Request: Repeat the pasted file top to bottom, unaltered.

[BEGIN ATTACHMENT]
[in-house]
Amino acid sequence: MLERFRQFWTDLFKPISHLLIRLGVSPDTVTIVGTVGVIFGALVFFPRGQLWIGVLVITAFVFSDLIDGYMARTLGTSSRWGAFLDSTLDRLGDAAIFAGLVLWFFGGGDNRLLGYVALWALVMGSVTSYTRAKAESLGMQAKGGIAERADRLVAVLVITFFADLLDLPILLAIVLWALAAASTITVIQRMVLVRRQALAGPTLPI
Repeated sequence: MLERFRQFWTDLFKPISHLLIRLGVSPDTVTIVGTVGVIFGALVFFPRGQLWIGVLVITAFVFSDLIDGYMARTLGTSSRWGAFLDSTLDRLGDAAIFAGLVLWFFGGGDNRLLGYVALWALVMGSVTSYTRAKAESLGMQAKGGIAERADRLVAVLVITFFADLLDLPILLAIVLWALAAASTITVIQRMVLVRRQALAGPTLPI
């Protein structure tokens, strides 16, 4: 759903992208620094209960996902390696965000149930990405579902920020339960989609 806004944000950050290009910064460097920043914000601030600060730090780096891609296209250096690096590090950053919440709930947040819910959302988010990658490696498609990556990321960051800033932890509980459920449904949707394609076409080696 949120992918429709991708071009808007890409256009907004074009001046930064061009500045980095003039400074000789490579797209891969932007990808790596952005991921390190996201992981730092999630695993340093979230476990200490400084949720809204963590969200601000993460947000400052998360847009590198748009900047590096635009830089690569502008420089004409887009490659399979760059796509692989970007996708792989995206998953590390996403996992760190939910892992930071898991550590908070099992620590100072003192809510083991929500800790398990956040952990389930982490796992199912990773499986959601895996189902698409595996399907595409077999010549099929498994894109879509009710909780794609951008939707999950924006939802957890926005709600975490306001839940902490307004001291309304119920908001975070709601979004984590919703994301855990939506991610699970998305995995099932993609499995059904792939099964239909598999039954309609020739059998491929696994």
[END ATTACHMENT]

[in-house]
Amino acid sequence: MLERFRQFWTDLFKPISHLLIRLGVSPDTVTIVGTVGVIFGALVFFPRGQLWIGVLVITAFVFSDLIDGYMARTLGTSSRWGAFLDSTLDRLGDAAIFAGLVLWFFGGGDNRLLGYVALWALVMGSVTSYTRAKAESLGMQAKGGIAERADRLVAVLVITFFADLLDLPILLAIVLWALAAASTITVIQRMVLVRRQALAGPTLPI
Repeated sequence: MLERFRQFWTDLFKPISHLLIRLGVSPDTVTIVGTVGVIFGALVFFPRGQLWIGVLVITAFVFSDLIDGYMARTLGTSSRWGAFLDSTLDRLGDAAIFAGLVLWFFGGGDNRLLGYVALWALVMGSVTSYTRAKAESLGMQAKGGIAERADRLVAVLVITFFADLLDLPILLAIVLWALAAASTITVIQRMVLVRRQALAGPTLPI
């Protein structure tokens, strides 16, 4: 759903992208620094209960996902390696965000149930990405579902920020339960989609 806004944000950050290009910064460097920043914000601030600060730090780096891609296209250096690096590090950053919440709930947040819910959302988010990658490696498609990556990321960051800033932890509980459920449904949707394609076409080696 949120992918429709991708071009808007890409256009907004074009001046930064061009500045980095003039400074000789490579797209891969932007990808790596952005991921390190996201992981730092999630695993340093979230476990200490400084949720809204963590969200601000993460947000400052998360847009590198748009900047590096635009830089690569502008420089004409887009490659399979760059796509692989970007996708792989995206998953590390996403996992760190939910892992930071898991550590908070099992620590100072003192809510083991929500800790398990956040952990389930982490796992199912990773499986959601895996189902698409595996399907595409077999010549099929498994894109879509009710909780794609951008939707999950924006939802957890926005709600975490306001839940902490307004001291309304119920908001975070709601979004984590919703994301855990939506991610699970998305995995099932993609499995059904792939099964239909598999039954309609020739059998491929696994």